I must have been 10 when I watched a beautifully tattooed muscular man show his tongue to a white man and dance a powerful dance that was both intimidating and intriguing at the same time. The M?ori of New Zealand have captivated my dreams ever since.
Indigenous people are the life and soul of many countries and communities. Their rich heritage, close ties to the land, deep connection to nature and knowledge hoaned over generations have proved to be more advanced than some modern sciences. And yet, indigenous people are amongst the most vulnerable in the world today. So on the United Nations International Day of Worlds Indigenous People, we take the opportunity to focus on the issues that they face every day.
Most modern development paradigms have attempted to include the indigenous. But the perception that that indigenous people want to be poor still exists and is derived from skepticism of development crafted by those who threaten their culture and way of life. The demarcation between modernization and development is still vague. There is a strong correlation between ethnicity and poverty. Often, poverty is a directly related to national and international policy that limits indigenous control over land and resources. There is a need for adequate procedures and perceptions to be established to truly incorporate the indigenous into mainstream development. More so, development approaches need to be bottom up and participatory when it concerns this special group of people.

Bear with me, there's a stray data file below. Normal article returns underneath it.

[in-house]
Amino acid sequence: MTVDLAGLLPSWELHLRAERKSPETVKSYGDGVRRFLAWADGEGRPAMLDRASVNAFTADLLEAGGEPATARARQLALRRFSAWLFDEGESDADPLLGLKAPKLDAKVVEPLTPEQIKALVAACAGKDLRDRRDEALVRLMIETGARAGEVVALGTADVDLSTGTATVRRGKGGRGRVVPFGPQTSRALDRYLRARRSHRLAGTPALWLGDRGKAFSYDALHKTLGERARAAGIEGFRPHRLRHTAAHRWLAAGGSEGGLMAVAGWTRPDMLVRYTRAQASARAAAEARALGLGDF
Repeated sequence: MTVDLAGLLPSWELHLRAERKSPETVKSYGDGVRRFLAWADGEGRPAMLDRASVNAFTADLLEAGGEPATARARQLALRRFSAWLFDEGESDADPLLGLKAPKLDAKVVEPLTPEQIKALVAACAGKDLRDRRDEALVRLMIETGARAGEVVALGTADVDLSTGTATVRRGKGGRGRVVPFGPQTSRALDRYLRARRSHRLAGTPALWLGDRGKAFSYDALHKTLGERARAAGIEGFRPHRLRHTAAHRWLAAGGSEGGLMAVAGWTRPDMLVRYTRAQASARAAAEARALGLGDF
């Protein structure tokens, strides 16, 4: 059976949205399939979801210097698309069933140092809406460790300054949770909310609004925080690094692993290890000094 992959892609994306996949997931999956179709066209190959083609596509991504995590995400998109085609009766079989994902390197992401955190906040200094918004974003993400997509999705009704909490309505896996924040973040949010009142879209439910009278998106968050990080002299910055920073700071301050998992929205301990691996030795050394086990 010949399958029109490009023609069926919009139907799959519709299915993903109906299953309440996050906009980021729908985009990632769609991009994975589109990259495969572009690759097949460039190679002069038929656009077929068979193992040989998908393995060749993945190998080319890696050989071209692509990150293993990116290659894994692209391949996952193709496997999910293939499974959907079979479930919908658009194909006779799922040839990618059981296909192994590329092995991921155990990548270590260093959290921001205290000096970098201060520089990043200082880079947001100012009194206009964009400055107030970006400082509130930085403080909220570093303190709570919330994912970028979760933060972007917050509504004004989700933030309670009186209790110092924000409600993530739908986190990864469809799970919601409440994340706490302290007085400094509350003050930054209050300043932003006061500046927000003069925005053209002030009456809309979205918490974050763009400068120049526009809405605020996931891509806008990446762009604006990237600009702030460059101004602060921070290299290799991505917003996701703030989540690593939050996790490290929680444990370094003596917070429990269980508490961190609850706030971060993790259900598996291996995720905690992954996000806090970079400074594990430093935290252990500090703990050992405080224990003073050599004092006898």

Heifers work around the world includes many indigenous communities. Nepal is home to approximately 9.8 million people who belong to one of the 102 indigenous caste groups and speak 92 languages. In the Chitwan district of Nepal, Heifers work with the Chepangs has proved to be a learning experience. Heifers values based participatory model for development considers the special needs of these people and allowed the implementation of programs that were both sensitive to their special status and their needs. With gifts of livestock, inputs in agriculture and health, literacy and social mobilization trainings, Heifer was able to help the Chepangs lead more food-secure and sustainable lives. Lessons learned from the Chepangs have given Heifer the fuel to fire its work with other indigenous people inside Nepal and around the world.